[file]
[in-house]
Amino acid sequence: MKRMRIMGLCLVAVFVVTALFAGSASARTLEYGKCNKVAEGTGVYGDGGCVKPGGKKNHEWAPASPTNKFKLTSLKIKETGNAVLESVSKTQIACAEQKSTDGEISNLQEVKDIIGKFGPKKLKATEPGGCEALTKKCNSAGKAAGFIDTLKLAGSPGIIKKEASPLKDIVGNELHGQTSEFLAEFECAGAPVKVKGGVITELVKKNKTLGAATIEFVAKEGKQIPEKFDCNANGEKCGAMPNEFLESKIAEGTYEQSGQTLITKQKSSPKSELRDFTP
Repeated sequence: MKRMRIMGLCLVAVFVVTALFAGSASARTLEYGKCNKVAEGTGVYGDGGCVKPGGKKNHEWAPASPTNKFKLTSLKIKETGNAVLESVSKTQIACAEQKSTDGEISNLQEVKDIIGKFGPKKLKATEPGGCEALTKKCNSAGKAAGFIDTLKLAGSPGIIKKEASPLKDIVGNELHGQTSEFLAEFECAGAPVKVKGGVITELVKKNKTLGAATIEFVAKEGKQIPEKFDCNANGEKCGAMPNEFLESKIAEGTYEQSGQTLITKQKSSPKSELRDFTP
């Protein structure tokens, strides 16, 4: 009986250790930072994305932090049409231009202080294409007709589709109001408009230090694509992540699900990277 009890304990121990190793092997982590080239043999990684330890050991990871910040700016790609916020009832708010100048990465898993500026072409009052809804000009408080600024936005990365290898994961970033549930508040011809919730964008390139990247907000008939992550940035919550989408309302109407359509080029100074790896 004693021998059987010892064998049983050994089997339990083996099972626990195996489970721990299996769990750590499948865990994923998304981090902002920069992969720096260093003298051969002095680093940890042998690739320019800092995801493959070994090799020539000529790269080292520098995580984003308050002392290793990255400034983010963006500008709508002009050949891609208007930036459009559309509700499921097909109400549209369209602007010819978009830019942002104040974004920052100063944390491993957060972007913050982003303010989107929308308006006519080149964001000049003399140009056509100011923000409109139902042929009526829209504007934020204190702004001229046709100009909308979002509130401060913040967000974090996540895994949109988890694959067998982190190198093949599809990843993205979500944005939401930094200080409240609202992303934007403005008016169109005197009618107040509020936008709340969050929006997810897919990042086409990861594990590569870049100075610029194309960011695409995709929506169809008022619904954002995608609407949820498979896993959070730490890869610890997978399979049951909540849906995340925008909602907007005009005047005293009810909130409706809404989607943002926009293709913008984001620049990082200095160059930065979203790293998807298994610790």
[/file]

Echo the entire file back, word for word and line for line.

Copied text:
[in-house]
Amino acid sequence: MKRMRIMGLCLVAVFVVTALFAGSASARTLEYGKCNKVAEGTGVYGDGGCVKPGGKKNHEWAPASPTNKFKLTSLKIKETGNAVLESVSKTQIACAEQKSTDGEISNLQEVKDIIGKFGPKKLKATEPGGCEALTKKCNSAGKAAGFIDTLKLAGSPGIIKKEASPLKDIVGNELHGQTSEFLAEFECAGAPVKVKGGVITELVKKNKTLGAATIEFVAKEGKQIPEKFDCNANGEKCGAMPNEFLESKIAEGTYEQSGQTLITKQKSSPKSELRDFTP
Repeated sequence: MKRMRIMGLCLVAVFVVTALFAGSASARTLEYGKCNKVAEGTGVYGDGGCVKPGGKKNHEWAPASPTNKFKLTSLKIKETGNAVLESVSKTQIACAEQKSTDGEISNLQEVKDIIGKFGPKKLKATEPGGCEALTKKCNSAGKAAGFIDTLKLAGSPGIIKKEASPLKDIVGNELHGQTSEFLAEFECAGAPVKVKGGVITELVKKNKTLGAATIEFVAKEGKQIPEKFDCNANGEKCGAMPNEFLESKIAEGTYEQSGQTLITKQKSSPKSELRDFTP
């Protein structure tokens, strides 16, 4: 009986250790930072994305932090049409231009202080294409007709589709109001408009230090694509992540699900990277 009890304990121990190793092997982590080239043999990684330890050991990871910040700016790609916020009832708010100048990465898993500026072409009052809804000009408080600024936005990365290898994961970033549930508040011809919730964008390139990247907000008939992550940035919550989408309302109407359509080029100074790896 004693021998059987010892064998049983050994089997339990083996099972626990195996489970721990299996769990750590499948865990994923998304981090902002920069992969720096260093003298051969002095680093940890042998690739320019800092995801493959070994090799020539000529790269080292520098995580984003308050002392290793990255400034983010963006500008709508002009050949891609208007930036459009559309509700499921097909109400549209369209602007010819978009830019942002104040974004920052100063944390491993957060972007913050982003303010989107929308308006006519080149964001000049003399140009056509100011923000409109139902042929009526829209504007934020204190702004001229046709100009909308979002509130401060913040967000974090996540895994949109988890694959067998982190190198093949599809990843993205979500944005939401930094200080409240609202992303934007403005008016169109005197009618107040509020936008709340969050929006997810897919990042086409990861594990590569870049100075610029194309960011695409995709929506169809008022619904954002995608609407949820498979896993959070730490890869610890997978399979049951909540849906995340925008909602907007005009005047005293009810909130409706809404989607943002926009293709913008984001620049990082200095160059930065979203790293998807298994610790």